Who doubted the appearance of a ghost to the guards in Hamlet?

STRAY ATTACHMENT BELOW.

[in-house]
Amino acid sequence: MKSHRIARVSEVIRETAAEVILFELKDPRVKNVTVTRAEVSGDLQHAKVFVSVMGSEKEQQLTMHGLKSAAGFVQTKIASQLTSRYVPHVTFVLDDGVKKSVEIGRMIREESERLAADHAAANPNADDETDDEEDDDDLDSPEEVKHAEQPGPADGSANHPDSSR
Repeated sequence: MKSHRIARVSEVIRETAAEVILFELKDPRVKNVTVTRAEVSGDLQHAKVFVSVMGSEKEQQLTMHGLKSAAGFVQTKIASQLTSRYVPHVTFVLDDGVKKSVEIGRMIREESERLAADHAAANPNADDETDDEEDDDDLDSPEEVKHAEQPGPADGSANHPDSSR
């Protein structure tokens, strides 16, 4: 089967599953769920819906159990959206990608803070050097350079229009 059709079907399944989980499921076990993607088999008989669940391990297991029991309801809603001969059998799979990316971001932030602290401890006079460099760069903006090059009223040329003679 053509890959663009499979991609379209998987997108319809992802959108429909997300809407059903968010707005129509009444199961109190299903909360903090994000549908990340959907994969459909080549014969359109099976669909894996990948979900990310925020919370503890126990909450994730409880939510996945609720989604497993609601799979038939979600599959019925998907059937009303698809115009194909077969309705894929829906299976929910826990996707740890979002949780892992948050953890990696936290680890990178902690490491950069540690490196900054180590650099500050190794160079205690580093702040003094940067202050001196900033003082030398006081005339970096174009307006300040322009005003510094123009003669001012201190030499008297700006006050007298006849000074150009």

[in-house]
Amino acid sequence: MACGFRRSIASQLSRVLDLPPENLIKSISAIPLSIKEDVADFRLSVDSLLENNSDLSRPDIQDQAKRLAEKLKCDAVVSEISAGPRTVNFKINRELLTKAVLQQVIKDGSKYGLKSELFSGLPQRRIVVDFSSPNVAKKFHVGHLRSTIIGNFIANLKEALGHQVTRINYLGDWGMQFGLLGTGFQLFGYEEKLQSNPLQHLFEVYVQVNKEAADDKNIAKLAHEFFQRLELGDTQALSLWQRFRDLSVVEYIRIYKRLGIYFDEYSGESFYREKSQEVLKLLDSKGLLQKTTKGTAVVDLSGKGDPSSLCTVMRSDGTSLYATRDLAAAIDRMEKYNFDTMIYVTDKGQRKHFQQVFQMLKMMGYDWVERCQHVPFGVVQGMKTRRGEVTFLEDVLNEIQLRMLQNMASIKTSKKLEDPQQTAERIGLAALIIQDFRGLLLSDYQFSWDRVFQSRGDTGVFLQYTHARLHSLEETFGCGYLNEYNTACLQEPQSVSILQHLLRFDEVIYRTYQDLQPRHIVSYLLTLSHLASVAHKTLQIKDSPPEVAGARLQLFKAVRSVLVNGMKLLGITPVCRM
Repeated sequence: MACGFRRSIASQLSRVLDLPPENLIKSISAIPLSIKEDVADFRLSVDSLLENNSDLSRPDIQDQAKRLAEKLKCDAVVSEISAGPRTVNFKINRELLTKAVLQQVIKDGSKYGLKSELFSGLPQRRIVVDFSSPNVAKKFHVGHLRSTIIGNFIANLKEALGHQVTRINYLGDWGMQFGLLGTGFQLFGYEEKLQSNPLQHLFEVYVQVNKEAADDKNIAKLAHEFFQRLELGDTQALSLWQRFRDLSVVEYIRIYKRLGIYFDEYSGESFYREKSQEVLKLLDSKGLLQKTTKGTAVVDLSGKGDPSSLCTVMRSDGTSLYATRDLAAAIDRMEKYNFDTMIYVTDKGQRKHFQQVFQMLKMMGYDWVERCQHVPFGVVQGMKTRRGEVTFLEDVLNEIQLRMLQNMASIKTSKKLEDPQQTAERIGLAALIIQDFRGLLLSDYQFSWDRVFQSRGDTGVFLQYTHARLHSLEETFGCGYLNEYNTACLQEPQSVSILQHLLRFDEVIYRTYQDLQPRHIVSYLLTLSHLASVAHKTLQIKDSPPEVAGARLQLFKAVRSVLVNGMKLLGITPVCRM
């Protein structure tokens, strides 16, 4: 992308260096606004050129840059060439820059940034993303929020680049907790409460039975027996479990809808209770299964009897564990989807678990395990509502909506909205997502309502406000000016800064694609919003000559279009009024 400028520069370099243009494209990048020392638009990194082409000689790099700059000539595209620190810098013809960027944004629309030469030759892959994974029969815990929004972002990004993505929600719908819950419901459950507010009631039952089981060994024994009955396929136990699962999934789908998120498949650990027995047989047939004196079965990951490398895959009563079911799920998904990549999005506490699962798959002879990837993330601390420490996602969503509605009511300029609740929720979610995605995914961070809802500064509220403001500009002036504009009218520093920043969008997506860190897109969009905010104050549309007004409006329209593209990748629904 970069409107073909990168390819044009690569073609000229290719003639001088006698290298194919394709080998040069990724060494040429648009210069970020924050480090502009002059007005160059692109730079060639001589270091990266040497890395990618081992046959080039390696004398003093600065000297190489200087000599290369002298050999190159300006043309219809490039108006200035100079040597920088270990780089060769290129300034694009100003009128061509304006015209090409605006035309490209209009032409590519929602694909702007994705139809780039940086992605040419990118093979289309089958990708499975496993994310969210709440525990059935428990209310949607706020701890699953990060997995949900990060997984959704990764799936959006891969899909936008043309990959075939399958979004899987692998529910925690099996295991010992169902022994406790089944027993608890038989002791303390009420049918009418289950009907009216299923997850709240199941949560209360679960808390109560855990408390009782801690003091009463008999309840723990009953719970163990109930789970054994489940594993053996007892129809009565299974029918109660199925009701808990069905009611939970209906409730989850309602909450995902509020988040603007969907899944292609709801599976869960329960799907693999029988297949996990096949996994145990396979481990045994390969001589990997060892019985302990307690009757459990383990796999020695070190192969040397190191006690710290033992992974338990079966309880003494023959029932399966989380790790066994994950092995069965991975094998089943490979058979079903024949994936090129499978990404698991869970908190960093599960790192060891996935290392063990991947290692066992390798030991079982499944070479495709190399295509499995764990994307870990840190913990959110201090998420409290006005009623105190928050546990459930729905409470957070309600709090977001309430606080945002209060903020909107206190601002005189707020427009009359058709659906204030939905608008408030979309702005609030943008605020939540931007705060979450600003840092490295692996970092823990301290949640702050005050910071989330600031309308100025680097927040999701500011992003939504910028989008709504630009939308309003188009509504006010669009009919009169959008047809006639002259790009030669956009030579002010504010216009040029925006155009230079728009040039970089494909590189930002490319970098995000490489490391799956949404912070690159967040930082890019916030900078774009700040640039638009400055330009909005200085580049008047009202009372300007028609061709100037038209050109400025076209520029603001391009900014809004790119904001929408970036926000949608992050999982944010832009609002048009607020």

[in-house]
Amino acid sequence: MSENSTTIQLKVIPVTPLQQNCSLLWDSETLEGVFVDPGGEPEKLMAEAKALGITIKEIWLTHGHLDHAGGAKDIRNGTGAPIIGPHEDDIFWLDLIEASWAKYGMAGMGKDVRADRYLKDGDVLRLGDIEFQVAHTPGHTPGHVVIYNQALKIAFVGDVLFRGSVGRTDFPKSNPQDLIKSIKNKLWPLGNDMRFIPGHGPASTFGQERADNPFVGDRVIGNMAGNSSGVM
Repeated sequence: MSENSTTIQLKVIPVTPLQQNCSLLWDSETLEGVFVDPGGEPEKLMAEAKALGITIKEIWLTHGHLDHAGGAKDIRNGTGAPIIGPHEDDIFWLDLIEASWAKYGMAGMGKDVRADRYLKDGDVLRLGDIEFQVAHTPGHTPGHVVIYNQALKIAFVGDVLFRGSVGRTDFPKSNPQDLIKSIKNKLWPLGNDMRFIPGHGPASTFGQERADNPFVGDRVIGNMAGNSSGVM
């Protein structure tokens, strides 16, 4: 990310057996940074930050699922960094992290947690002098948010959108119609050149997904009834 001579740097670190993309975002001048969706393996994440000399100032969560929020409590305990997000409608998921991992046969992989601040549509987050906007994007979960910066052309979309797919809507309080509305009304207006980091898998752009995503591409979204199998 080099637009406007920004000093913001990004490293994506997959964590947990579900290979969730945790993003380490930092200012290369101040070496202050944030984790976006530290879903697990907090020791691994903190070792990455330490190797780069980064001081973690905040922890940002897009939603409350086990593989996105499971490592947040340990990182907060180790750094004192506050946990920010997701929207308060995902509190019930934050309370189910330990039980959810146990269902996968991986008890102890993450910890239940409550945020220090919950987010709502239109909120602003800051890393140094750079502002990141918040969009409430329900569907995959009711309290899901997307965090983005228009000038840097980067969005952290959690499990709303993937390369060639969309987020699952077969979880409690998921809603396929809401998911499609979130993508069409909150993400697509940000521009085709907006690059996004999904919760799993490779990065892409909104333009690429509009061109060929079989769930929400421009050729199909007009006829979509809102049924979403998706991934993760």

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In Act 1 scene 1 of the play, the guards on platform of Elsinore castle are on their watch when Marcellus and Horatio arrive on the scene. The guards, Francisco and Bernardo think they have seen a ghost the past two nights, but they are bringing Horatio up the platform in the hopes that he can confirm the sighting. The reason they do this is because Horatio is a scholar and a friend of Hamlet's who is with him home from Wittenberg. Horatio, as a scholar, is very skeptical of the whole story and while up there even says, "tush, tush, 'twill not appear." But once he sees the ghost with his own eyes and tries to command it to speak, he is a true believer in the veracity of the ghost.  He explains, "Before my God, I might not this believe / Without the sensible and true avouch / Of mine own eyes." He was a doubter, but now that he has seen it with his own eyes, he can't deny the truth, and in fact he talks specifically about what the ghost looks like and makes the connection to the ghost looking like the late King Hamlet who was once dressed for battle in clothes like the ghost is wearing.  He concludes this encounter with the statement that foreshadows the conflicts of the play: "This (appearance of the ghost) bodes some strange eruption to our state." The appearance of a ghost is never something to be welcomed.

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